Eight Things to Know About Pump Efficiency Standards

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Here are regulations to know about when considering pump selections with efficiency in mind.

By Mark Handzel

In a little more than a year, U.S. pump manufacturers will be required to comply with new federal energy conservation standards for clean-water pumps. Here’s what water supply professionals and drilling contractors should know about the regulations as they consider pump selections with efficiency in mind.

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A Bit of History

The U.S. Department of Energy’s work on the Energy Conservation Standards for Pumps began in 2011, a collaborative effort among the DOE, pump manufacturers, energy advocates, and industry associations. The overarching goals of the new rule are to improve the security and reliability of the nation’s energy system by reducing the overall demand for energy.

The formal rule was introduced in January 2016, with a four-year window for pump manufacturers to comply with the efficiency standards. Manufacturers have a choice between redesigning existing products or discontinuing them. If pump models have not been recently redesigned, the DOE requires re-certification by the manufacturer to ensure compliance.

When and What

The Energy Conservation Standards for Pumps takes effect on Jan. 27, 2020, and targets five styles of clean-water pumps: end suction frame mount, end suction close coupled, inline, radially split multistage vertical inline, and submersible turbines.

Other parameters are Best Efficiency Point (BEP) pump power input: 1-200 horsepower; BEP flow rate: 25 GPM or greater; BEP head: 459 feet or less; temperature: 14-248 degrees Fahrenheit; and nominal speeds: 1800 and 3600 RPM.

Per the rule, submersible turbines complying with ANSI/HI nomenclature VS0 as described in ANSI/HI 2.2-2.2-2014 are 4-inch and 6-inch submersibles, frequently used in residential well water applications.

Efficiency Defined

The DOE has established a new metric to measure pump performance called the pump efficiency index (PEI). PEI consists of a ratio of the representative performance of the pump being rated over the representative performance of a pump that would minimally comply with any prospective DOE energy conservation standard for that pump type.

  • Pumps that meet the standard are assigned a PEI value of 1 or below
  • Pumps with a PEI less than or equal to 1 can be sold in the United States
  • Compliance with DOE Pump Energy Conservation Standards requires pumps perform to published performance data and be tested to DOE test standards
  • Pumps are rated using full impeller diameter only
  • Pumps can be rated as bare pump only; pump and motor; and pump, motor and variable speed drive (VSD).

The VSD Difference

While the goal of the DOE’s initiative was to improve the overall efficiency of pumps sold in the U.S. market, it also wants to encourage the use of variable speed controls in variable load systems to maximize energy savings. That’s why the standard allows two methods of determining PEI—constant load or variable load equipment classes. PEICL applies to pumps sold without variable speed controls; PEIVL applies to pumps sold with variable speed controls.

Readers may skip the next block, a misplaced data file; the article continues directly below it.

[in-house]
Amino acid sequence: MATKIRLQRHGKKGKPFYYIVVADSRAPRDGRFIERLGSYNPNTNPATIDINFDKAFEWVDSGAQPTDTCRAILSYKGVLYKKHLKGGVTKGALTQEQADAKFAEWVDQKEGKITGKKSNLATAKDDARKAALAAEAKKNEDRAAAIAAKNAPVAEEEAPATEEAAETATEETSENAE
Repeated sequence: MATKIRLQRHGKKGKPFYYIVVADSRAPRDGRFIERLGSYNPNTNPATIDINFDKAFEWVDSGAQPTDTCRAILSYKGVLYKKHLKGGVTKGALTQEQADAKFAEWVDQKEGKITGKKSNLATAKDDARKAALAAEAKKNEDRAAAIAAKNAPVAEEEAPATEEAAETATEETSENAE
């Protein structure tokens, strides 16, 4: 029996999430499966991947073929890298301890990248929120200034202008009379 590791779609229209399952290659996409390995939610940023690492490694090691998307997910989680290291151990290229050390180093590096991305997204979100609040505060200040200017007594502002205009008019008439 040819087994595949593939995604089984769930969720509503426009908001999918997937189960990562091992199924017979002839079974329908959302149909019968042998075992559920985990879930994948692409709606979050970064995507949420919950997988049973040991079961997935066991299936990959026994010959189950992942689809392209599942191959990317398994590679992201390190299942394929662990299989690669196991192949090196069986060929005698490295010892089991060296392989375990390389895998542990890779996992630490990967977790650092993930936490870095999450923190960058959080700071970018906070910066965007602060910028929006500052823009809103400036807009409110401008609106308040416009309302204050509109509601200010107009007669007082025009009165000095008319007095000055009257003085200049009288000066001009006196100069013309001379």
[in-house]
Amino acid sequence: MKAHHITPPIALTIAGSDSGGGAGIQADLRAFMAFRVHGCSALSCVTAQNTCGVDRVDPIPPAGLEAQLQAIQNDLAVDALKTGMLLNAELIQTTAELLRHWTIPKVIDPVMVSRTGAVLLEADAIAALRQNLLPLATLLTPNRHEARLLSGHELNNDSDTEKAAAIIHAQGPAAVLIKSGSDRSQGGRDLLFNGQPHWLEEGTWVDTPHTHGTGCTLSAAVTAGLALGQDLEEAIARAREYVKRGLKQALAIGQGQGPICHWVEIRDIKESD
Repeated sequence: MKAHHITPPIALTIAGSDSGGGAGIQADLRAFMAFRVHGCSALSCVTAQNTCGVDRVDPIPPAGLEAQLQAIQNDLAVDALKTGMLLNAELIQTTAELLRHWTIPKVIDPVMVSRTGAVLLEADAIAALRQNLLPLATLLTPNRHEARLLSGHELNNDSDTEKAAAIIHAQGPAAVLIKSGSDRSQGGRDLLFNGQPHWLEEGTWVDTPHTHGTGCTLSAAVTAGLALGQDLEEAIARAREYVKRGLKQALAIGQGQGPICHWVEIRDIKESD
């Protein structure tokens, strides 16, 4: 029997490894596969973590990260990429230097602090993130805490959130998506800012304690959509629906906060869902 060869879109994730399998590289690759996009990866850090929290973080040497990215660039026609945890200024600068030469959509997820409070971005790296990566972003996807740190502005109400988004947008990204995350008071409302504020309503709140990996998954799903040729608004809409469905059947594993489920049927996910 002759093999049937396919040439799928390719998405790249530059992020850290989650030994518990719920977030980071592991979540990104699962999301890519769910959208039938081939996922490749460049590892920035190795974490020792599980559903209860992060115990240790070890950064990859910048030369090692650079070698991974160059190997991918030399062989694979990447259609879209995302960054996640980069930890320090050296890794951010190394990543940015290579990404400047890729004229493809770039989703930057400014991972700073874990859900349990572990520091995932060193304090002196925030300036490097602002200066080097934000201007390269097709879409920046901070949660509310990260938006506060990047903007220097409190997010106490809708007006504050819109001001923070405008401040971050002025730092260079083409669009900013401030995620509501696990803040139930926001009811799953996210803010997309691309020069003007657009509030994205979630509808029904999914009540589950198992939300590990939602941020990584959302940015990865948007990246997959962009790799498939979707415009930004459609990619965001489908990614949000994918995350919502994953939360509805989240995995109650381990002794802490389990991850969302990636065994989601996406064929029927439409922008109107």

It’s important to note the variable load test method could be used to mask the deficiencies of an inefficient PEICL pump when a motor and VSD are added. On its own, a non-compliant pump that has not been upgraded for efficiency would not meet the DOE’s standard for PEICL.

It’s wise for those making pump selections to consider both PEICL and PEIVL with key emphasis on PEICL to confirm the pump they are considering has a rating of 1 or less in accordance with DOE standards.

Industry Assistance

In support of the DOE standards and to help manufacturers achieve compliance, the Hydraulic Institute introduced its own Energy Rating (ER) based on the DOE’s PEI calculation. The HI Energy Rating program consists of an energy rating portal and database, http://er.pumps.org/ratings/search, searchable by manufacturer, model number, and rating ID listed on the hydraulic energy rating label distributed with the pump.

Look for the Label

The ER label assures end users a pump not only meets DOE criteria for energy efficiency but has been tested for compliance in a third-party-certified test lab. The label provides estimated annual power savings for a specific pump along with the DOE-required PEI information.

Rebates Available

Pumps in the ER database can qualify for incentives and rebates by water utilities and power companies as a way to encourage energy conservation.

Long-Term Goal

According to the DOE, energy savings associated with the new standards could also produce environmental benefits by reducing emissions of air pollutants and greenhouse gases associated with electricity production. Over a 30-year period, the following cumulative emissions reductions could be realized:

  • 16 million metric tons of carbon dioxide (CO2)
  • 73 thousand tons of methane (CH4)
  • 12 thousand tons of sulfur dioxide (SO2)
  • 23 thousand tons of nitrogen oxide (NOX)
  • 22 thousand tons of nitrous oxide (N2O)
  • 04 tons of Mercury (Hg).

While not all manufacturers have completed the steps for compliance, it’s expected that 25% of the poorest efficiency pumps will be eliminated from the market through this process, accomplishing the DOE’s goal of reducing energy consumption as well as carbon emissions.


Mark Handzel is Global Vice President, Product Regulatory Affairs & Compliance, Xylem Inc. He has served as a member of the U.S. Department of Energy Appliance Standards and Rulemaking Federal Advisory Committee’s Commercial and Industrial Pumps Working Group and on the Circulator Pumps Working Group.

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